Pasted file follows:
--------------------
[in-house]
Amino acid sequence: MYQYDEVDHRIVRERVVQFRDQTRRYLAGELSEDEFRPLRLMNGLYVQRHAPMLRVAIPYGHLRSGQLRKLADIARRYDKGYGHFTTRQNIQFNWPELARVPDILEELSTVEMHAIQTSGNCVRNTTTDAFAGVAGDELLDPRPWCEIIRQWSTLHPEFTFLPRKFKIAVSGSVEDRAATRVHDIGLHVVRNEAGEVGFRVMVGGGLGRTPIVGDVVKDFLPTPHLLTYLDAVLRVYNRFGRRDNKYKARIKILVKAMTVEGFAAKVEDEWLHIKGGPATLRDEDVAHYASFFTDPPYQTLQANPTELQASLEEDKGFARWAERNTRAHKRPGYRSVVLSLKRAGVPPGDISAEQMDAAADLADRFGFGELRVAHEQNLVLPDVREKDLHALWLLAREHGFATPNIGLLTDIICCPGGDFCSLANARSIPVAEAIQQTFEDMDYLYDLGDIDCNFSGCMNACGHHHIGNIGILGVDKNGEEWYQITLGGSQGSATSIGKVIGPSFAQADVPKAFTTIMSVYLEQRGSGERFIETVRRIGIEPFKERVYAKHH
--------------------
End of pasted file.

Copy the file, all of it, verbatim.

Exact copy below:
[in-house]
Amino acid sequence: MYQYDEVDHRIVRERVVQFRDQTRRYLAGELSEDEFRPLRLMNGLYVQRHAPMLRVAIPYGHLRSGQLRKLADIARRYDKGYGHFTTRQNIQFNWPELARVPDILEELSTVEMHAIQTSGNCVRNTTTDAFAGVAGDELLDPRPWCEIIRQWSTLHPEFTFLPRKFKIAVSGSVEDRAATRVHDIGLHVVRNEAGEVGFRVMVGGGLGRTPIVGDVVKDFLPTPHLLTYLDAVLRVYNRFGRRDNKYKARIKILVKAMTVEGFAAKVEDEWLHIKGGPATLRDEDVAHYASFFTDPPYQTLQANPTELQASLEEDKGFARWAERNTRAHKRPGYRSVVLSLKRAGVPPGDISAEQMDAAADLADRFGFGELRVAHEQNLVLPDVREKDLHALWLLAREHGFATPNIGLLTDIICCPGGDFCSLANARSIPVAEAIQQTFEDMDYLYDLGDIDCNFSGCMNACGHHHIGNIGILGVDKNGEEWYQITLGGSQGSATSIGKVIGPSFAQADVPKAFTTIMSVYLEQRGSGERFIETVRRIGIEPFKERVYAKHH